Savage Aural Hotbed at 20
After 20 years, the pounding sonic excursions of Savage Aural Hotbed still sound like a post-apocalyptic symphony. And on stage, the musicians still look like they're trying to start a percussion revolution as they bash their found instruments into submission.
That Savage Aural Hotbed still looks and sounds "out there" in 2009 is a little disappointing to co-founder Mark Black.
"I don't think of us as revolutionaries, as much as other people just aren't doing what they should be doing," Black said. "More people should be exploring and trying out different things."
But since the beginning, the band has been guided by a desire to move in new directions, and maybe redefine what constitutes music.
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"The thing that attracted me to Savage Aural Hotbed was experimentation," said percussionist Stuart DeVaan, who joined the group 17 years ago. "Looking at the world and seeing things and pounding on them, and seeing what other sounds or visual effects that we could come up with me."
There have been almost too many of those innovations to count.
Savage Aural Hotbed members are somewhat shy about discussing their influence and impact. But they light up when giving a tour of their found instrument workshop. They're as much machinists as musicians.
The place looks like an indoor junkyard, but nearly every object is wired for sound. There are metal, fiberglass and plastic barrels, springs, rods, pipes of every width and length -- even graphite sockets Stuart DeVaan says are used for artificial limbs.
"They make a very nice wood block sound with those," he said.
The Savage Aural Hotbed philosophy is if the object is shaped like an instrument, you can probably make music with it. Which explains one of the homemade drums on the floor that looks like it was manufactured by Maytag.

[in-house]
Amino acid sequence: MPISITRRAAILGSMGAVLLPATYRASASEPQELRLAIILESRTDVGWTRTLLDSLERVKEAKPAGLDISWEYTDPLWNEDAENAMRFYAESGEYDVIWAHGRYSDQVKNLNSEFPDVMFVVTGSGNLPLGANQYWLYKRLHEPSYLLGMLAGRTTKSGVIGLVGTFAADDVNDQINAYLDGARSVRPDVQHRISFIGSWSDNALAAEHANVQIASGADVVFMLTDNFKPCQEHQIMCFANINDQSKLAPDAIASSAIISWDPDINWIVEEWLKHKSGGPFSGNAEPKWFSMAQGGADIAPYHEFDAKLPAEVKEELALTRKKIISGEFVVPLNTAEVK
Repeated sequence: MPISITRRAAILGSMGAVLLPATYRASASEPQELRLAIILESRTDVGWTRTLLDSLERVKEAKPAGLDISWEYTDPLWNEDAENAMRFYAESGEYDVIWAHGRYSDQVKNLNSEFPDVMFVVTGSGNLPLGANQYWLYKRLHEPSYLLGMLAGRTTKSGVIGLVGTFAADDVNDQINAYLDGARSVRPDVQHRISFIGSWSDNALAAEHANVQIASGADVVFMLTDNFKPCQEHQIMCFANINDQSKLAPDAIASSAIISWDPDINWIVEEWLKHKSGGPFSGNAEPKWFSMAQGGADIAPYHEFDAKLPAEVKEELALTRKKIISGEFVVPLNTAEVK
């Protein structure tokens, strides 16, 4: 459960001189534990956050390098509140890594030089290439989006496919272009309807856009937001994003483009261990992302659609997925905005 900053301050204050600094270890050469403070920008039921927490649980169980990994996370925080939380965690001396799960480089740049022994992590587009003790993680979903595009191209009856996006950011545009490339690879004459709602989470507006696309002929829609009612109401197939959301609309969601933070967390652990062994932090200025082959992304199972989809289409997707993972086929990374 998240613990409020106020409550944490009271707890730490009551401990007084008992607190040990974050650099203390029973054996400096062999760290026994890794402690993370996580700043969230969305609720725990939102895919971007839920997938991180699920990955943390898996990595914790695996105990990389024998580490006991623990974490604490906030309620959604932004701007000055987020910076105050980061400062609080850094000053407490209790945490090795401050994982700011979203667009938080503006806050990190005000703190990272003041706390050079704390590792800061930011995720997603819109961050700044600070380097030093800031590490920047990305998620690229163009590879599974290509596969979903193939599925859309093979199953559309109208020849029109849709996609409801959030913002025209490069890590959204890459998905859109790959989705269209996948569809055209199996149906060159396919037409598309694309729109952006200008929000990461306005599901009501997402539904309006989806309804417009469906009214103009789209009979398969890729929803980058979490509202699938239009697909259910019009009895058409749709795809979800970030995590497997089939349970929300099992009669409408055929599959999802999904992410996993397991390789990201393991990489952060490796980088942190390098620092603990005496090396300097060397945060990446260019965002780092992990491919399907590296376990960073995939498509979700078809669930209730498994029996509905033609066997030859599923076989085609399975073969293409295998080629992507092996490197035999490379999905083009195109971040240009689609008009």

"We call them the dryer drums, because it's the tumbler from a dryer," DeVaan said.
Savage Aural Hotbed doesn't shun more conventional instruments. The "slide clarinet" the group devised features a clarinet mouthpiece attached to some kind of pipe.
But DeVaan is probably most excited about the band's latest invention, which they call the glove of sound.
"It's a glove that we've mounted a contact mic to, with a wireless transmitter," he said. "So whatever we touch, we can play."
DeVaan begins to tap on all the hard surfaces around him.
He then walks over to what he calls the table of sound, which employs the same contact mic technology. Anything you put on the table, says DeVaan, you can mic.
"In this case I've got some aluminum rods coming off the edge of the table, and you can pluck these rods," DeVaan said.
In their workshop, it can seem like Savage Aural Hotbed members have gotten carried away by whimsy. But when you listen to their pieces, you hear how all their inventions serve the music.
Even though they don't like to talk about themselves, it's easy to find others who take their work very seriously.
"It's the kind of band Bart Simpson could only wish that he were in," says Philip Blackburn, senior program director at the American Composers Forum in St. Paul.
Blackburn heads up Innova Records at the Composers Forum, which produced Savage Aural Hotbed's 2006 CD, "Unified Pounding Theory."
Blackburn says the group's music has compositional integrity in addition to its raw energy, which is why it can be enjoyed on a number of levels.
"From the classical end of things, you can sit there counting the numbers and the rhythmic patterns that they must be thinking about in their heads. And if you're not good at arithmetic, just sit back and watch the sparks flying and admire the ingenuity of the whole thing," Blackburn said.
There may not be a lot of other groups locally that sound like Savage Aural Hotbed, but Blackburn says that doesn't mean they've had no impact.
"I think the existence of a band like that is enough to give permission to other people to do whatever they want," Blackburn said.
That's the effect Savage Aural Hotbed had on St. Paul musician, found instrument maker, and composer Mike Croswell.
"When I moved here in '90, it was a total guitar scene," Croswell said. "If you were making electronic noise you were kind of on the outs. And when these guys came along, it's like, 'There's somebody doing what I like.'"
Guitars still dominate the local music scene. But after 20 years, Savage Aural Hotbed is still here too, still laying down a raucous groove by drawing strange sounds out of unlikely objects.